By John A. Bryant, Linda Baggott la Velle, John F. Searle
Еще одна книга по проблеме этики в биологических и медицинских исследованиях. Одно из лучших руководств в своей области. Жаль, что на английском - книг такого же научного уровня по биоэтике в России нет.
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Additional info for Bioethics for Scientists
Greenpeace, London, USA. Warnock, M. (1985) A Question of Life: the Warnock Report on Human Fertilisation and Embryology. Blackwell, Oxford, UK. Wildavsky, A. (1995) But is it True? Harvard University Press, Cambridge, MA, USA. Wilkie, T. (1993) Perilous Knowledge. Faber, London, UK. Ziman, J. (1968) Public Knowledge. Cambridge University Press, Cambridge, UK. 1 INTRODUCTION What value does the non-human world have? There are straightforward commercial answers in respect of farmland, planted forests, and ﬁshing-streams, but the answers are much more complex in respect of public parks, uncultivated land, waterways, and indeed the air itself.
As they inexorably engender new powers, so they engender vastly increased amounts of regulation and bureaucracy. And ‘public opposition’ to science and technology only serves to encourage this development; since its major eﬀect, in practice, is to encourage pressured politicians to extend bureaucratic control ever further, even into the inner realms of science and technology themselves. There is the danger of death by administration whichever road we go down in the future, and the moral and ethical issues lying latent here need to be recognised as amongst the most profound of all those raised by ¹⁶ This literature represents a wholesale lapse from ethical proprieties.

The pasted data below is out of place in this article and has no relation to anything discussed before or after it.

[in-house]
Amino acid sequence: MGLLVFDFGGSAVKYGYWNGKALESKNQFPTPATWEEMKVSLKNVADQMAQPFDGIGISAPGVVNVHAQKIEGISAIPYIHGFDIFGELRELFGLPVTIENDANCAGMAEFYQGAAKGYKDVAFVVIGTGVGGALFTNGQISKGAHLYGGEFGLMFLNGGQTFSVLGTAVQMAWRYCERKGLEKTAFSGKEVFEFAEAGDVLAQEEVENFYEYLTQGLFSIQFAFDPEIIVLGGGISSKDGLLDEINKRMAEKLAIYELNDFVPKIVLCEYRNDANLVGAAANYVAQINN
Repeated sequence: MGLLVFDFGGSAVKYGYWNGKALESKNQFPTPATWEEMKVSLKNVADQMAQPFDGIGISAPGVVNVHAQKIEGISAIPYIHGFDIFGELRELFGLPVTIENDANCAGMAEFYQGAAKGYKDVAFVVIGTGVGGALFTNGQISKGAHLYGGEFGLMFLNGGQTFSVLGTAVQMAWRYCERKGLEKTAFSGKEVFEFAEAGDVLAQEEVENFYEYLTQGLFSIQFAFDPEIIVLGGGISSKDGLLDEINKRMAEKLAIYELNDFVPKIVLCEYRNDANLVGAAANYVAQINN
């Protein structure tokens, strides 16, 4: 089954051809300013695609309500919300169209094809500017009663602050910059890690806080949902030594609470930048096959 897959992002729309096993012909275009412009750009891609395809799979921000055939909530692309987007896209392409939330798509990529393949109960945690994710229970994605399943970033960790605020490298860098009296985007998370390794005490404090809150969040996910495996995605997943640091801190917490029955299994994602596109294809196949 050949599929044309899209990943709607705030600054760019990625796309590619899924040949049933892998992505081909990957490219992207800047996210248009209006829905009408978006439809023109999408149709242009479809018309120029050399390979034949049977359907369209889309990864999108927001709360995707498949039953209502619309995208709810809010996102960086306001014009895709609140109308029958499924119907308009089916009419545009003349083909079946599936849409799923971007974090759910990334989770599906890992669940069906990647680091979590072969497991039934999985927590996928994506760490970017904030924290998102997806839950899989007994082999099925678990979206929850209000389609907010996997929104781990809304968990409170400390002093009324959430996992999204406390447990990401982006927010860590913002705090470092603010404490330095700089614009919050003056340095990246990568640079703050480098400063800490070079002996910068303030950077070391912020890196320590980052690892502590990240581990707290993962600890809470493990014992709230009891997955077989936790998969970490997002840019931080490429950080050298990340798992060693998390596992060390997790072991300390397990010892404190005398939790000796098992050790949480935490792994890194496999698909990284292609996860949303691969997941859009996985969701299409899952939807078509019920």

That in itself would seem to argue strongly for the intrinsic value of all non-human entities. However, in a profoundly inﬂuential article written in 1967 Lynn White Jr. called Christianity ‘the most anthropocentric religion the world has seen’ (White, 1967). White was one of the ﬁrst to link environmental degradation to religious convictions, and he did so citing Genesis Chapter 1, verse 26, the divine command to the ﬁrst humans to ‘dominate the earth and subdue it’. White linked this to Christianity’s role in fostering the development of modern science³, and the technology that stemmed from it.
Bioethics for Scientists by John A. Bryant, Linda Baggott la Velle, John F. Searle